By: Sudeep Pasricha, Colorado State University
American mining production increased earlier this decade, as industry sought to reduce its reliance on other countries for key minerals such as coal for energy and rare-earth metals for use in consumer electronics. But mining is dangerous – working underground carries risks of explosions, fires, flooding and dangerous concentrations of poisonous gases.
Mine accidents have killed tens of thousands of mine workers worldwide in just the past decade. Most of these accidents occurred in structurally diverse underground mines with extensive labyrinths of interconnected tunnels. As mining progresses, workers move machinery around, which creates a continually changing environment. This makes search and rescue efforts even more complicated than they might otherwise be.
To address these dangers, U.S. federal regulations require mine operators to monitor levels of methane, carbon monoxide, smoke and oxygen – and to warn miners of possible danger due to air poisoning, flood, fire or explosions. In addition, mining companies must have accident-response plans that include systems with two key capabilities: enabling two-way communications between miners trapped underground and rescuers on the surface, and tracking individual miners so responders can know where they need to dig.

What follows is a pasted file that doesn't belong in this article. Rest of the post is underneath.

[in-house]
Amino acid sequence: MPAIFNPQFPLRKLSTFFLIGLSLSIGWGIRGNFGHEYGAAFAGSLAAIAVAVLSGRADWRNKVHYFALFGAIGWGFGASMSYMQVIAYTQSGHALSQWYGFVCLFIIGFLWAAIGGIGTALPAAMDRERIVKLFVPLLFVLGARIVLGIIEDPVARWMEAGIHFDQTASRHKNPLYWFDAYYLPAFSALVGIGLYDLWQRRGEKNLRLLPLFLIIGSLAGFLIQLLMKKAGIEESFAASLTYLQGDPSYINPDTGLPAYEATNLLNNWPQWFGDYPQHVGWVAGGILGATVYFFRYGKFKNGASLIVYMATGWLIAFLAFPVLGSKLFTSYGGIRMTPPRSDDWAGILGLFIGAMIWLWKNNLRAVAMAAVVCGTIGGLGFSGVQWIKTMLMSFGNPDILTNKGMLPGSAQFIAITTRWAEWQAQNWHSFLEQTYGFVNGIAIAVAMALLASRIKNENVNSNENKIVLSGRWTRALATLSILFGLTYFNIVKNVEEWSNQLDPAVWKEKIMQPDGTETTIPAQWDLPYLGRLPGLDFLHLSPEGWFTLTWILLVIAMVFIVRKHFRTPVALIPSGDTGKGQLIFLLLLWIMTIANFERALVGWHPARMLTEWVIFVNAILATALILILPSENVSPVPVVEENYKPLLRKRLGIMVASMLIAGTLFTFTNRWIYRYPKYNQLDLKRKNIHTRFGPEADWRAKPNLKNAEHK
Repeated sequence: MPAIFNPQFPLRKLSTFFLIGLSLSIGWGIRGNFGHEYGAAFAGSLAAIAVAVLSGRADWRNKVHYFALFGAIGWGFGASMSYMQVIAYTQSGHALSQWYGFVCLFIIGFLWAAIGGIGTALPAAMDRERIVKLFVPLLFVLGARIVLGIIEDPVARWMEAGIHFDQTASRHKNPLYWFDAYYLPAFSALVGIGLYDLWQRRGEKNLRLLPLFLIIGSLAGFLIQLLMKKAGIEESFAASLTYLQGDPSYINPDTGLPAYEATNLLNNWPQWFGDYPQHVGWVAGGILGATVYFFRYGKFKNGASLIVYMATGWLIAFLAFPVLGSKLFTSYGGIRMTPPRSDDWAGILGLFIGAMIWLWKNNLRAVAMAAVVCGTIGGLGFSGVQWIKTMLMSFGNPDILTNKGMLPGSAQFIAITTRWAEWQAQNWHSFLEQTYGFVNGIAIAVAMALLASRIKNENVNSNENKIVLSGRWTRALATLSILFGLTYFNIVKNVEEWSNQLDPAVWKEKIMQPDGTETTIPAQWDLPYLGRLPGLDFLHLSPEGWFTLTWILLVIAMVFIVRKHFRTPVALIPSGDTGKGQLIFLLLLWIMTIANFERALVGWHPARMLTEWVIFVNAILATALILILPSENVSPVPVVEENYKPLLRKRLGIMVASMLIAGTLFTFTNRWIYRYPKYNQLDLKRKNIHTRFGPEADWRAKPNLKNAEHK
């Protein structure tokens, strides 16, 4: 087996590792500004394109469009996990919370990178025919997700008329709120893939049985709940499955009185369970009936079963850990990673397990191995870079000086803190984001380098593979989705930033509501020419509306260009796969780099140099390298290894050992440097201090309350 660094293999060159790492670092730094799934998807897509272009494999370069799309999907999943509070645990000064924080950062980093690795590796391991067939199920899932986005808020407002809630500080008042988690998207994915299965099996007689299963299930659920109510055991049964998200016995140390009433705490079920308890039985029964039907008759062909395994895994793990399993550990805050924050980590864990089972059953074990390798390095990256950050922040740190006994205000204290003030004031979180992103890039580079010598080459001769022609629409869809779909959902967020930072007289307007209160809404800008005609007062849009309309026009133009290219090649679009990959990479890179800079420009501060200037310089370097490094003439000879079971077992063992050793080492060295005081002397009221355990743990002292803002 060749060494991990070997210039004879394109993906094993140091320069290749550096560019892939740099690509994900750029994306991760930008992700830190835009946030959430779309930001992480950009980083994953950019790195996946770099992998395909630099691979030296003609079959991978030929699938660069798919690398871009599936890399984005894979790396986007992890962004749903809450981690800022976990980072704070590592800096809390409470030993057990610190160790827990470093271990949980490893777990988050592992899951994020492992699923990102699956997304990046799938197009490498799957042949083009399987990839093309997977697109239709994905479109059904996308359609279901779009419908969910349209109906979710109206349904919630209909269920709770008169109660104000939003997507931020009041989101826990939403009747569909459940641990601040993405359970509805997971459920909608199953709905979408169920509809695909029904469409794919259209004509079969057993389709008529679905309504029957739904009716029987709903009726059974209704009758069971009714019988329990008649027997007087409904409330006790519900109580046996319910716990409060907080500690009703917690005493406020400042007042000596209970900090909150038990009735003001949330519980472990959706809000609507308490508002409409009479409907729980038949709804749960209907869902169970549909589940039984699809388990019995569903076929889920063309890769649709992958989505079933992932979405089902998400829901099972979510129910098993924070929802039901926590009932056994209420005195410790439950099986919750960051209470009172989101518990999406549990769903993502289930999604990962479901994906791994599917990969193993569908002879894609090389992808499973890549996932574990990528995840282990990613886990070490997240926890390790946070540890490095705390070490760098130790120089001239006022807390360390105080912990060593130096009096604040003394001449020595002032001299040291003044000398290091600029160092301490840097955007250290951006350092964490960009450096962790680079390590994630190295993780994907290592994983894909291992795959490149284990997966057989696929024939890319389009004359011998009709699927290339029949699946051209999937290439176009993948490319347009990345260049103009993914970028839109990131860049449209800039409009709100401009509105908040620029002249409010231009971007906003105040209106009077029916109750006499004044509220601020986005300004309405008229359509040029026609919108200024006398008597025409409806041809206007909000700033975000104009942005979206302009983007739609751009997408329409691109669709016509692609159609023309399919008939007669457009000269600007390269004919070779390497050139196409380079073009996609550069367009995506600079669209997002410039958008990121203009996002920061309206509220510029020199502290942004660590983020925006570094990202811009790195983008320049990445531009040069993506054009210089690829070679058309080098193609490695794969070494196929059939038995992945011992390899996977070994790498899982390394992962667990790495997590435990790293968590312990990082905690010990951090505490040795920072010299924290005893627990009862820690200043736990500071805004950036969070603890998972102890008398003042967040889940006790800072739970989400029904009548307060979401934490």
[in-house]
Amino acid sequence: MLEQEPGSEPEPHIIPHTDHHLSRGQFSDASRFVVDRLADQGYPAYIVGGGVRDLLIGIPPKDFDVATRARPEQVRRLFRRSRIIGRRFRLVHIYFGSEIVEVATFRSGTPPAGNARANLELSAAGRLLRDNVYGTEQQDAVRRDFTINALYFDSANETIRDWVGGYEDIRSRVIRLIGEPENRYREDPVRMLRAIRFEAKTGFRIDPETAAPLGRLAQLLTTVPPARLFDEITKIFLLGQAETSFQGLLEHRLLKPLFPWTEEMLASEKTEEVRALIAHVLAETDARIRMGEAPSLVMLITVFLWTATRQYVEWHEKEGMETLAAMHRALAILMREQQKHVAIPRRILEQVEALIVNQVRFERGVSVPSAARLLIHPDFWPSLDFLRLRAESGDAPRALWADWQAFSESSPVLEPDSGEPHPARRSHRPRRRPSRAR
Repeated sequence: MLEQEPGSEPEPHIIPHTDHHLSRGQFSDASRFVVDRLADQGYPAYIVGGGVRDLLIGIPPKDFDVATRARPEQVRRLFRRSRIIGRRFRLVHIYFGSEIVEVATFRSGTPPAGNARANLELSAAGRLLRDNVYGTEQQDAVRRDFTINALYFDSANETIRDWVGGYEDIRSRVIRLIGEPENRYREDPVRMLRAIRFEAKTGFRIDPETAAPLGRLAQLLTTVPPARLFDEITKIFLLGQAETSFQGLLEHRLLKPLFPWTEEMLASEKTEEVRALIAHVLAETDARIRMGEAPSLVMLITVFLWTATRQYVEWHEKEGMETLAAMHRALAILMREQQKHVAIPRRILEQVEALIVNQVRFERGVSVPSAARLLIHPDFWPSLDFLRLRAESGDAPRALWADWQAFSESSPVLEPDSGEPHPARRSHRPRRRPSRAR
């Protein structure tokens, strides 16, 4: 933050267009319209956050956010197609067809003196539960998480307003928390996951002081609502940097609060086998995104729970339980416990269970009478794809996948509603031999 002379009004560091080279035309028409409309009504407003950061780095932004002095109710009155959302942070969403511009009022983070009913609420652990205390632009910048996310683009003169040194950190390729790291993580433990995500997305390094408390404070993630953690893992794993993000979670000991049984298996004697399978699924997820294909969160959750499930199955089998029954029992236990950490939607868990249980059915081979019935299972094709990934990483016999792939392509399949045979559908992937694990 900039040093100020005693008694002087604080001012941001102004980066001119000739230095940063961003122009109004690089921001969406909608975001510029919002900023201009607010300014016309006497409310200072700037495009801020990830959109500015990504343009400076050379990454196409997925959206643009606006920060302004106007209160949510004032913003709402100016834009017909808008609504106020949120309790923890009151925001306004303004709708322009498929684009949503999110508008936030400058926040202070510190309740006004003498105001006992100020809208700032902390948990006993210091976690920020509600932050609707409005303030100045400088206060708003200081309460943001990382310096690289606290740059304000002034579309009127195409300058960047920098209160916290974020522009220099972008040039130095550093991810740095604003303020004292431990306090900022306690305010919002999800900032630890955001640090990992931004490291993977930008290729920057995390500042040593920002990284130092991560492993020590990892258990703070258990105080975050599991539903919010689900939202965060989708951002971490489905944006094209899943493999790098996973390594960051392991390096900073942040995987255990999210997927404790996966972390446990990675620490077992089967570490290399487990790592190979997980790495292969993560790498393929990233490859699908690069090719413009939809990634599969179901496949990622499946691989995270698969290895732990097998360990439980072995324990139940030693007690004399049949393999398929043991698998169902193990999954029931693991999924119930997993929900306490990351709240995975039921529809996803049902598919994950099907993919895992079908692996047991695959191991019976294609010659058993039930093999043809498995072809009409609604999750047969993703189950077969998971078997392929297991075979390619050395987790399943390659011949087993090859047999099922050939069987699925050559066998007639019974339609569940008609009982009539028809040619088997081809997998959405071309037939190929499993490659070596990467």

So far, efforts to design systems that are both reliable and resilient when disaster strikes have run into significant roadblocks. My research group’s work is aimed at enhancing commercially available smartphones and wireless network equipment with software and hardware innovations to create a system that is straightforward and relatively simple to operate.
The past decade has seen several efforts to develop monitoring and emergency communication systems, which generally can be classified into three types: through-the-wire, through-the-Earth and through-the-air. Each has different flaws that make them less than ideal options.
Wired systems use coaxial cables or optical fibers to connect monitoring and communications equipment throughout the mine and on the surface. But these are costly and vulnerable to damage from fires and tunnel collapses. Imagine, for example, if a wall collapse cut off a room from its connecting tunnels: Chances are the cable in those tunnels would be damaged too.